Description

    REFERENCE TO RELATED APPLICATIONS
  • This disclosure is a continuation-in-part of U.S. patent application Ser. No. 13/134,396 titled PROXIMITY SESSION MOBILITY to Trung (Tim) Trinh and Alain Michaud that was filed on Jun. 6, 2011.
  • TECHNICAL FIELD
  • This disclosure generally relates to communications, and more particularly, to an extended system and method for seamlessly exchanging and interacting with multimedia content between devices in proximity on a network.
  • BACKGROUND
  • The proliferation of smart phones and the rising popularity of tablet-like devices, with their rich multimedia capabilities, have created demands for seamless collaboration between these devices in personal and enterprise networks. Gradually, these devices have been introduced into the workplace creating a diversified mobile client working environment. Seamless collaboration between these devices becomes more difficult especially with the variety of available devices coupled with the differences in operating systems, versions, vendors, and models.
  • Due to technology limitations and form factor of touch screen mobile and tablet devices, innovative approaches have been employed to minimize the typing required for interactions between the users and the devices. For example, the use of gesturing, speech recognition and drag and drop capabilities, instead of typing in the required information, have become a trend. Being able to collaborate and share information without the need to type in information, such as a destination address, URL or authentication credentials, becomes a necessity rather than a desire for touch screen or small form-factor mobile devices.
  • Information can be shared and exchanged through different methods such as File Transfer Protocol (FTP), Hypertext Transfer Protocol (HTTP or HTTPs) (web session), Virtual Private Network (VPN), Remote Desktop Protocol (RDP), etc. These methods require manual authentication or credentials to be exchanged as part of the collaborative session initiation. Such requirement makes it impractical for the touch-screen devices that are dominantly relied on by drag-and-drop or gesture-based interactions.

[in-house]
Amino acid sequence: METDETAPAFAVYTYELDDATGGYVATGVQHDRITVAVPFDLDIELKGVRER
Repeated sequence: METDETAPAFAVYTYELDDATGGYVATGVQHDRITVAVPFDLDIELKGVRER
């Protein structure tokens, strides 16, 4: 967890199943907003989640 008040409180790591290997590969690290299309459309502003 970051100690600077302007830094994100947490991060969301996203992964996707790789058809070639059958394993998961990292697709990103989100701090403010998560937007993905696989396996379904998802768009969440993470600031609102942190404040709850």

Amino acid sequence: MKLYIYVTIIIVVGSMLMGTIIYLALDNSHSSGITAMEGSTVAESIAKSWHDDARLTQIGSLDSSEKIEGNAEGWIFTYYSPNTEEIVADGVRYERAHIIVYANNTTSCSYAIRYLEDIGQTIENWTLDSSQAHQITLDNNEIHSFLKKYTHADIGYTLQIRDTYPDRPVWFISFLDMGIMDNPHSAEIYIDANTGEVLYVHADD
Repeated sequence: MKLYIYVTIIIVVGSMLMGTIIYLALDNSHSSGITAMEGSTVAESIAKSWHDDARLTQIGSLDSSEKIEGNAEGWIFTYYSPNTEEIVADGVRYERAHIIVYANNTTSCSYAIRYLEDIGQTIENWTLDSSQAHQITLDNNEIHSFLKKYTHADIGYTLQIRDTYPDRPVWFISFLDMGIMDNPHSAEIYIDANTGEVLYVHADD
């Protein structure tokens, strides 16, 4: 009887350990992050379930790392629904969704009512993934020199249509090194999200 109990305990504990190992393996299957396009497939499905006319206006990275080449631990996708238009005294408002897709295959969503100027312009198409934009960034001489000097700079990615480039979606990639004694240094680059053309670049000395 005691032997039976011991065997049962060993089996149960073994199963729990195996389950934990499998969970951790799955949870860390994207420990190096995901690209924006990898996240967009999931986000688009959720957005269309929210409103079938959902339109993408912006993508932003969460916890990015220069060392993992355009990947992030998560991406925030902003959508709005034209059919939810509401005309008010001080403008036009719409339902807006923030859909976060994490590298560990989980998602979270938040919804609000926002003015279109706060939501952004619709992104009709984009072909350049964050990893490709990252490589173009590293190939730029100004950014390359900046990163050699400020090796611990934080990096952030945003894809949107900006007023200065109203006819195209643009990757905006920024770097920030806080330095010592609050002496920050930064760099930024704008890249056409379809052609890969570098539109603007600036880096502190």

• Often, participants brought into a conference call on the spot are not briefed of the context of their participation such as the meeting topic or the reason why that participant's presence is required. Guest users also need to have a temporary identification issued or go through a manual device registration process before gaining access to enterprise WiFi® connectivity unless the enterprise has an open WiFi® connectivity without security restriction.
  • As a further restriction on current systems, mobile users who wish to transfer data from their mobile device to a local machine or device at a visiting enterprise, have to download data which includes transferring data from their enterprise to the mobile device then transfer the data back to the visiting enterprise. This incurs mobile data transfer costs using standard 3G/4G networks. The participant also needs to request WiFi® access subject to the approval from the proper department at the visiting enterprise. Once approval is given, the participant can enter in a service set identifier (SSID), access token and select the proper encryption option, the process being tedious and not guaranteeing instant access.
  • In conferences, the participant often uses an available whiteboard in the room. A number of issues arise, however. People in the conference call will not be capable of seeing what is being drawn nor can they fully participate. These outside participants are not able to interact and provide their own input. Furthermore, the content is not easily captured for the future and cannot be referenced for follow ups.
  • Therefore, an extension to a proximity session mobility system and method is needed that facilitates the seamless exchange of media content and interaction between different devices within a network. These, as well as other related advantages, will be described in the present disclosure.
  • BRIEF DESCRIPTION OF DRAWINGS
  • The novel features believed to be characteristic of the disclosure are set forth in the appended claims. In the descriptions that follow, like parts are marked throughout the specification and drawings with the same numerals, respectively. The drawing figures are not necessarily drawn to scale and certain figures can be shown in exaggerated or generalized form in the interest of clarity and conciseness. The disclosure itself, however, as well as a preferred mode of use, further objectives and advantages thereof, will be best understood by reference to the following detailed description of illustrative embodiments when read in conjunction with the accompanying drawings, wherein:
  • FIG. 1 is an exemplary system for sharing information between devices within proximity in accordance with one or more aspects of the present disclosure;
  • FIG. 2 is a flow chart depicting illustrative procedures for setting up devices in accordance with one or more aspects of the present disclosure;
  • FIG. 3 is a flow chart depicting illustrative procedures for establishing a communication channel between devices in accordance with one or more aspects of the present disclosure;